Very slowly Nicole began to unwind. That clenching fear in her chest began to flow out of her. Finally she was ready to write her autobiography. She wrote down everything that had happened to her. Every injury Craig meted out, every cruel psychological dig he used to effectively isolate Nicole and destroy her self-esteem. When it was finished she read it to her group and her therapist. The day she read her autobiography she tested out of the orange jumpsuit and into regular clothes. She was symbolically moving back toward life.
Nicole eventually read her autobiography to her parents. They’d had no idea the extent of what Nicole endured and were devastated they hadn’t taken this drastic measure sooner. Shortly after that Nicole was released.
Today Nicole is a mother-of-two, married to a loving, kind man. However, she still bears the scars from the past. She says that sex with her husband the first five years of their marriage was often physically painful and emotionally upsetting. She says it’s only been since the birth of her second child that she is able to have what she calls “normal sex.” Or what she imagines normal sex should be.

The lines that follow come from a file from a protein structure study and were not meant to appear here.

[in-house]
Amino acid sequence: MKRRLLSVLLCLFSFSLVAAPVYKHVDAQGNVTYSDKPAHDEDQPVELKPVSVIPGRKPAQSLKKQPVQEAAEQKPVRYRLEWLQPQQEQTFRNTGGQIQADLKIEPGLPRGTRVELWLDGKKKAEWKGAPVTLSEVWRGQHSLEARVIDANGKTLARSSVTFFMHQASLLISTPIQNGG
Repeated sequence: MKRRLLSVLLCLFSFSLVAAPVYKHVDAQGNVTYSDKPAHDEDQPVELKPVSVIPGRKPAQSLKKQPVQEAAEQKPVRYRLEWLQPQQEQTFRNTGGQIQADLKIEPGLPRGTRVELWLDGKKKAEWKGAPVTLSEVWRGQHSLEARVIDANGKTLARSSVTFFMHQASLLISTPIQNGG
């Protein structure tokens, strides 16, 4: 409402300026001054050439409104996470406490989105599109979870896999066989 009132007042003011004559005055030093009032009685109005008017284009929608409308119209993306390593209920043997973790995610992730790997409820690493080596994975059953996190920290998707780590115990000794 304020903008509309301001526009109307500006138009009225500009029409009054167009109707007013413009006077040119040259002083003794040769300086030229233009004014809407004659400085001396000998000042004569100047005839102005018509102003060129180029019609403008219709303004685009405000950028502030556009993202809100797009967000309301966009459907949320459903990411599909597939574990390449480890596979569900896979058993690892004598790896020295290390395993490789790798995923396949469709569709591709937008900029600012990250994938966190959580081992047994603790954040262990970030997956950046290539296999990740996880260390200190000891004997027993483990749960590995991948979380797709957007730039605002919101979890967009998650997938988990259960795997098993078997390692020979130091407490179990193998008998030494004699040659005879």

Nicole and Craig still live in the same town. Craig has also married and has a child. Nicole is terrified for his wife and son. But on a recent Halloween she saw Craig across the street taking his child trick-or-treating. Their eyes met briefly before they both looked away. She realized, in that moment, that she wasn’t afraid of him anymore.
If you are a victim of abuse or suspect your child may be a victim of abuse, please seek help because you deserve respect and kindness:
I have just been contacted by “Craig’s” wife who claims this story is false. It should be noted that this story was reported to me by Nicole and I believe her to be telling me the truth. I shall, however, concede this story is my opinion, not an indictable fact. If “Craig” wants to tell his version of the story I will make space here for him to do so.